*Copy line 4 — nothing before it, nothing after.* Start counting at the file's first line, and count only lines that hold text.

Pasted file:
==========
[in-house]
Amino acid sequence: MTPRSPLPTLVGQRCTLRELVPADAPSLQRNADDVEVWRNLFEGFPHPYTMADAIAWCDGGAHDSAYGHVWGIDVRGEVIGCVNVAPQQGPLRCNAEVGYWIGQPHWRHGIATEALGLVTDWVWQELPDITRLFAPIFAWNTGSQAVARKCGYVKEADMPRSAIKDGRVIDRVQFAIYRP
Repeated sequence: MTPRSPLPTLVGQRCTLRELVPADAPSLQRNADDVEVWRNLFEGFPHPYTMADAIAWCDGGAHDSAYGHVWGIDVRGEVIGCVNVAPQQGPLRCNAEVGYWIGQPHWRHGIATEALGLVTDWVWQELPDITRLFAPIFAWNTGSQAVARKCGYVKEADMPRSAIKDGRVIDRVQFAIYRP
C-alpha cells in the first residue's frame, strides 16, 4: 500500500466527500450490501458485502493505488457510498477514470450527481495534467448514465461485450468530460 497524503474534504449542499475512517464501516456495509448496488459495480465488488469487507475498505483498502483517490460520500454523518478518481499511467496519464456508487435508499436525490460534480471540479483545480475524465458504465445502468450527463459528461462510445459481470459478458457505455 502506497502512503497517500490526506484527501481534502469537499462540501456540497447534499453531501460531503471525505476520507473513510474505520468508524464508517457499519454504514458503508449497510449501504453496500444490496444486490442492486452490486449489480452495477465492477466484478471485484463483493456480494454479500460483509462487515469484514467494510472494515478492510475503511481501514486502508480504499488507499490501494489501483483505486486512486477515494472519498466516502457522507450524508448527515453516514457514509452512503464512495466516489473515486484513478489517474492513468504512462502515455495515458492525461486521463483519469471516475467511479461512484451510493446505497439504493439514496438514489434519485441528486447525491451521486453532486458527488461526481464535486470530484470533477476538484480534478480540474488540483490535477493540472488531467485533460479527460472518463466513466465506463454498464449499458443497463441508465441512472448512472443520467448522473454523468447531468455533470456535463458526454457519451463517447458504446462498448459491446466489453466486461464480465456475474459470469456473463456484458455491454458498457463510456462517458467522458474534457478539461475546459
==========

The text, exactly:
C-alpha cells in the first residue's frame, strides 16, 4: 500500500466527500450490501458485502493505488457510498477514470450527481495534467448514465461485450468530460 497524503474534504449542499475512517464501516456495509448496488459495480465488488469487507475498505483498502483517490460520500454523518478518481499511467496519464456508487435508499436525490460534480471540479483545480475524465458504465445502468450527463459528461462510445459481470459478458457505455 502506497502512503497517500490526506484527501481534502469537499462540501456540497447534499453531501460531503471525505476520507473513510474505520468508524464508517457499519454504514458503508449497510449501504453496500444490496444486490442492486452490486449489480452495477465492477466484478471485484463483493456480494454479500460483509462487515469484514467494510472494515478492510475503511481501514486502508480504499488507499490501494489501483483505486486512486477515494472519498466516502457522507450524508448527515453516514457514509452512503464512495466516489473515486484513478489517474492513468504512462502515455495515458492525461486521463483519469471516475467511479461512484451510493446505497439504493439514496438514489434519485441528486447525491451521486453532486458527488461526481464535486470530484470533477476538484480534478480540474488540483490535477493540472488531467485533460479527460472518463466513466465506463454498464449499458443497463441508465441512472448512472443520467448522473454523468447531468455533470456535463458526454457519451463517447458504446462498448459491446466489453466486461464480465456475474459470469456473463456484458455491454458498457463510456462517458467522458474534457478539461475546459